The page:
Spicy Rasam

Not a cooking or food blog! I just share what's cooking in my mind.

Gender equality has always been a much discussed, much obsessed over topic. The urban work-field is a battle of sexes. Although, we can see a lot of improvement in the lifestyle and living-conditions–changes in the past 25 years, these changes have not impacted areas of concerns that matter the most.

India ranks 108 in the gender equality survey conducted by World Economic Forum. The gender gap was measured by economic opportunity, political empowerment, educational attainment, and health and survival. Seems fair right?

We can all agree that women have a different spectrum of standards when it comes to economic opportunity, political empowerment, and educational attainment. Indian women have a lot on their plate and are expected to conform to a set of rules predominantly set by the male gender.

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Any woman who gets an opportunity to get paid for her professional services and her talents has to go through a lot of hurdles; starting from her father. (I am not saying all father are controlling and chauvinistic, but some definitely are; and these ‘some’ are more than enough to ruin a flourishing development).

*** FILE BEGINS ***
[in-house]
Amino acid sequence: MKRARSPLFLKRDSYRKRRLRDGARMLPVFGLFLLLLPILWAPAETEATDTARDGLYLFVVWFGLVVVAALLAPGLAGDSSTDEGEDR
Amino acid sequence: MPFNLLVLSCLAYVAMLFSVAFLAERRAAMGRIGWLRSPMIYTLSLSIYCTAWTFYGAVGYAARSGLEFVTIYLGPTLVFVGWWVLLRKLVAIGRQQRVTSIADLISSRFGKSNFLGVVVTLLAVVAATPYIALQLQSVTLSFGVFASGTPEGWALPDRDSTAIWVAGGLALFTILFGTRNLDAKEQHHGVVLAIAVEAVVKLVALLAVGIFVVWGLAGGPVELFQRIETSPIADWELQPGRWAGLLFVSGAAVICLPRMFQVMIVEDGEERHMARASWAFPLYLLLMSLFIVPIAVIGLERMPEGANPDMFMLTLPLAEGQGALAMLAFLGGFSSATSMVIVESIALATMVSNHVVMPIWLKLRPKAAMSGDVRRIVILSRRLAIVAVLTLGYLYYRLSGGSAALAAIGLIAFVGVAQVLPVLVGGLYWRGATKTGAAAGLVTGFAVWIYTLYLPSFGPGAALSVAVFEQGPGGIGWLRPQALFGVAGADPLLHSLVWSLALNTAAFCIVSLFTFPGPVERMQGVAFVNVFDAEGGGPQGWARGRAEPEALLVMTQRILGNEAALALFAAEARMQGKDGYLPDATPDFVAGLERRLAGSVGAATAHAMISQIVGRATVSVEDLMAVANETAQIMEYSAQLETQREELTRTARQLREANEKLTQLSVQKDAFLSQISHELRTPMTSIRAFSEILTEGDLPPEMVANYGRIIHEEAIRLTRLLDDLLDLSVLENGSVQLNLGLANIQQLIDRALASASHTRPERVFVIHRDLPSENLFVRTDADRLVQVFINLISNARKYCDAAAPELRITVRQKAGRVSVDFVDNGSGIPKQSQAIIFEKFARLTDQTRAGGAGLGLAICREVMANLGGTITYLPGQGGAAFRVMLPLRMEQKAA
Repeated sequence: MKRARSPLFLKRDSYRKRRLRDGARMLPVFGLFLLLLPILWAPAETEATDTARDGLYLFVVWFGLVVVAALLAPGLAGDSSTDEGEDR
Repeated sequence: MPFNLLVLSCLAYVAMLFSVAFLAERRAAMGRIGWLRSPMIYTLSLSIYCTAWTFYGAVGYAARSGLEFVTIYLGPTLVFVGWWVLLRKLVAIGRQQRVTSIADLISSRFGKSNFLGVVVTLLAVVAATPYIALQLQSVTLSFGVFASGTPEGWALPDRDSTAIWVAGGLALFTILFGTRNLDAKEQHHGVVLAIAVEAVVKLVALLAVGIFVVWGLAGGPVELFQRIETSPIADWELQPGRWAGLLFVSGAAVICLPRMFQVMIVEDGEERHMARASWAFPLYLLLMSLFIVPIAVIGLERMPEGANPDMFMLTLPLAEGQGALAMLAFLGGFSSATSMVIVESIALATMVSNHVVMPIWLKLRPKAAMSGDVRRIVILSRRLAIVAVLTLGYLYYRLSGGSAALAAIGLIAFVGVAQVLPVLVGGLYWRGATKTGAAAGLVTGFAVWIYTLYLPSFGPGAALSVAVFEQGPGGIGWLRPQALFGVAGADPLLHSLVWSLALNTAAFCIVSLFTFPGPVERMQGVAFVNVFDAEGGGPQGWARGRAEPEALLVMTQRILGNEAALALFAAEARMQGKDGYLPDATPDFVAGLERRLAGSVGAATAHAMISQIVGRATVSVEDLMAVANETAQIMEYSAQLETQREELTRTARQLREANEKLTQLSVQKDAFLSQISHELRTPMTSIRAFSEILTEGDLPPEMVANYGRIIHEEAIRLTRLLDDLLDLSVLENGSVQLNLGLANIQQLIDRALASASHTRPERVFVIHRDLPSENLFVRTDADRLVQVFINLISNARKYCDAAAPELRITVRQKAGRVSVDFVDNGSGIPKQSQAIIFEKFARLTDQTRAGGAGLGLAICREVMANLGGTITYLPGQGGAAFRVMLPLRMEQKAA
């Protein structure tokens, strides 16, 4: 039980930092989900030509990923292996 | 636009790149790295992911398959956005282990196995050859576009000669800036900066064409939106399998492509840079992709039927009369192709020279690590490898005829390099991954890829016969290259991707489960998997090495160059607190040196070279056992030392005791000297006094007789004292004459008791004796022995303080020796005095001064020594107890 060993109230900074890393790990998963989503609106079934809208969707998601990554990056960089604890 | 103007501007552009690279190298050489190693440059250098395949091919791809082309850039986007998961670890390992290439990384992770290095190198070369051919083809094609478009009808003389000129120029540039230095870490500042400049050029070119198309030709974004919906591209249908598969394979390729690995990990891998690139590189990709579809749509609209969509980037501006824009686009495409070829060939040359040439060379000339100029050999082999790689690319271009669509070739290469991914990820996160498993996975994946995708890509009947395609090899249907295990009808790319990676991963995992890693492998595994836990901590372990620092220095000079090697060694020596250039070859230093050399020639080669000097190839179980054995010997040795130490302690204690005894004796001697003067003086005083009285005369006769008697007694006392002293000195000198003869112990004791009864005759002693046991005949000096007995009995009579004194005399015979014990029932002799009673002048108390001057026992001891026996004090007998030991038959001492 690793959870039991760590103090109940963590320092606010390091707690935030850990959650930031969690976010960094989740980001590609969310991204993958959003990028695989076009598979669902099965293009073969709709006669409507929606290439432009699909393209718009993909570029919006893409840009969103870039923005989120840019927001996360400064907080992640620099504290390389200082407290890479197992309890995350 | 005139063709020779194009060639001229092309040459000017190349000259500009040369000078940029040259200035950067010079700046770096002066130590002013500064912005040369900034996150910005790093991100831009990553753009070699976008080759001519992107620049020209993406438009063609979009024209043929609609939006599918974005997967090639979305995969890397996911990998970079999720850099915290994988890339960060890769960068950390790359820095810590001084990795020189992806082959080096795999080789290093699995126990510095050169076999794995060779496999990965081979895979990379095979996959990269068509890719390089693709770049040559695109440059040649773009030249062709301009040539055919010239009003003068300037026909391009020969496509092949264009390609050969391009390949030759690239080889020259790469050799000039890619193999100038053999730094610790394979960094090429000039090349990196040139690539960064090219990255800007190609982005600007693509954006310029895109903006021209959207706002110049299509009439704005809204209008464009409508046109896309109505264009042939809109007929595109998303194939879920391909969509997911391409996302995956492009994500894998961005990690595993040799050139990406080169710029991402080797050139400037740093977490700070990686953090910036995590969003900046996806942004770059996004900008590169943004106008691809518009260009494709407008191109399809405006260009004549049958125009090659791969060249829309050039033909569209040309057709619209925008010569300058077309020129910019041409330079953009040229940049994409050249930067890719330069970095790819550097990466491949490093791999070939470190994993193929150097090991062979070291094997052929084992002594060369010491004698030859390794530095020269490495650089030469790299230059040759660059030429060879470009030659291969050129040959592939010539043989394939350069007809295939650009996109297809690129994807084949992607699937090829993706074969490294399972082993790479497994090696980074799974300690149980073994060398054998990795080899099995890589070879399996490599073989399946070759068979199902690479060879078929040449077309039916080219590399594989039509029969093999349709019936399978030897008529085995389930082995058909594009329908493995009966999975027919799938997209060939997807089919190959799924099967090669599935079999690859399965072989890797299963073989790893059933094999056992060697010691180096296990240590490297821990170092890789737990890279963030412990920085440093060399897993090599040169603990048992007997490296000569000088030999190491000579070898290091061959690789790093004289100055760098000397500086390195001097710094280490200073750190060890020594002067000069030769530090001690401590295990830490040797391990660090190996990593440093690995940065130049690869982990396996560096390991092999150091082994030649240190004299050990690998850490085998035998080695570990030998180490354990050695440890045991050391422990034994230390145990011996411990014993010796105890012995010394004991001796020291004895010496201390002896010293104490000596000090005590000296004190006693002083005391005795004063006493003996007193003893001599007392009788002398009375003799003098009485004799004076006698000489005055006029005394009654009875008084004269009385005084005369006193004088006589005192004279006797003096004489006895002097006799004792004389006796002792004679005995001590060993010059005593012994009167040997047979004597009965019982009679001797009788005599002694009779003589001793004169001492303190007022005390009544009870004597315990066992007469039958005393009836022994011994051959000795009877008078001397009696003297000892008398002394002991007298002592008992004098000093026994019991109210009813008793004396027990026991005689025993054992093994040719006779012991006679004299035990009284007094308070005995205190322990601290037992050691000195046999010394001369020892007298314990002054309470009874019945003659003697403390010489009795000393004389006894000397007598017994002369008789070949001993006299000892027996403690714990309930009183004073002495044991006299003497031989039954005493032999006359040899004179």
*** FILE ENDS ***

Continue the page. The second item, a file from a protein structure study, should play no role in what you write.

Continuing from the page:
I have met many women who have had a father tell them to dress like a nun, behave like a wall flower, cook like a master chef, and clean like a vacuum cleaner. “A woman should first tend to her home, career comes next” a man once told me. He was my subordinate and I was mentoring him.

Now, girlfriends, don’t fume now. Read on! We have some things to ponder. Now! how did the guy I was mentoring have the audacity to talk to his mentor that way? What gave him the power? Or the sheer stupidity? He will never say that to his male superior. Because every ‘Tom, dick and harry’, every ‘Mohammed, Rahim and Karim’, and every ‘Ramesh, Rajesh and Vikram’ has a say on what a woman should do. Everyone seems to think they have a right to say. The economic opportunities will increase once women start to take decisions on their own, are not influenced by what the men folk think, and are not pulled back because they were trying to impress the “traditional rule followers”.

Women are inherently non-forgiving and courageous. They will make good law makers, law keepers, doctors, parliamentarians, and scientists. Stop being a bitch to your fellow sisters and encourage them. If you see a friend who has talent is being held back by useless “traditional” values, fight for her.